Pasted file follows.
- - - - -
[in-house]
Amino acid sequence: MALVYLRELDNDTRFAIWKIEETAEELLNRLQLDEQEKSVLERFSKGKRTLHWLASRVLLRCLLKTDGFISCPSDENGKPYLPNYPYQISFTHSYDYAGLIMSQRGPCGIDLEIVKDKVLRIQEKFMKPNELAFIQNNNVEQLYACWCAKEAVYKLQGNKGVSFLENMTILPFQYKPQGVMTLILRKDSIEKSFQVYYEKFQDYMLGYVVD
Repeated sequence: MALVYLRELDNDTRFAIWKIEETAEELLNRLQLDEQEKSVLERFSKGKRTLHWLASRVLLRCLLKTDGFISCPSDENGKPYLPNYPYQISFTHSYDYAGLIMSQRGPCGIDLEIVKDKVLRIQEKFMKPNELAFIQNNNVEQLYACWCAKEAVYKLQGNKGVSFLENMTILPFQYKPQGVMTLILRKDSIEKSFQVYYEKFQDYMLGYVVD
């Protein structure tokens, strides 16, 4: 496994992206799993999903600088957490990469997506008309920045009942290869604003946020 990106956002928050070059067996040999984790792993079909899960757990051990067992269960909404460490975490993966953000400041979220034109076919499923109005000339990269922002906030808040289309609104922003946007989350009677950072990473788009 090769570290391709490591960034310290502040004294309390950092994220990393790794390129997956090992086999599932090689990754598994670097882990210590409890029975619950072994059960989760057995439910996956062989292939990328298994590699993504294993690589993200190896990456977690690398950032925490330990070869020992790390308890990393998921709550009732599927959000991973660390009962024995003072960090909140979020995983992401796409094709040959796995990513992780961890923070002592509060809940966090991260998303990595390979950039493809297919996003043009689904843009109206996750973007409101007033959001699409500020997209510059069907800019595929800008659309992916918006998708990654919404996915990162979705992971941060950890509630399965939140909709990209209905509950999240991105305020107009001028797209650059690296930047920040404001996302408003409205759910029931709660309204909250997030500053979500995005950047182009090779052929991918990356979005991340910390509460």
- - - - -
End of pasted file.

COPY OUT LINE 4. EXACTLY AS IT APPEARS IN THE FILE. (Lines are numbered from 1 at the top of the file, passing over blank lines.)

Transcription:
């Protein structure tokens, strides 16, 4: 496994992206799993999903600088957490990469997506008309920045009942290869604003946020 990106956002928050070059067996040999984790792993079909899960757990051990067992269960909404460490975490993966953000400041979220034109076919499923109005000339990269922002906030808040289309609104922003946007989350009677950072990473788009 090769570290391709490591960034310290502040004294309390950092994220990393790794390129997956090992086999599932090689990754598994670097882990210590409890029975619950072994059960989760057995439910996956062989292939990328298994590699993504294993690589993200190896990456977690690398950032925490330990070869020992790390308890990393998921709550009732599927959000991973660390009962024995003072960090909140979020995983992401796409094709040959796995990513992780961890923070002592509060809940966090991260998303990595390979950039493809297919996003043009689904843009109206996750973007409101007033959001699409500020997209510059069907800019595929800008659309992916918006998708990654919404996915990162979705992971941060950890509630399965939140909709990209209905509950999240991105305020107009001028797209650059690296930047920040404001996302408003409205759910029931709660309204909250997030500053979500995005950047182009090779052929991918990356979005991340910390509460």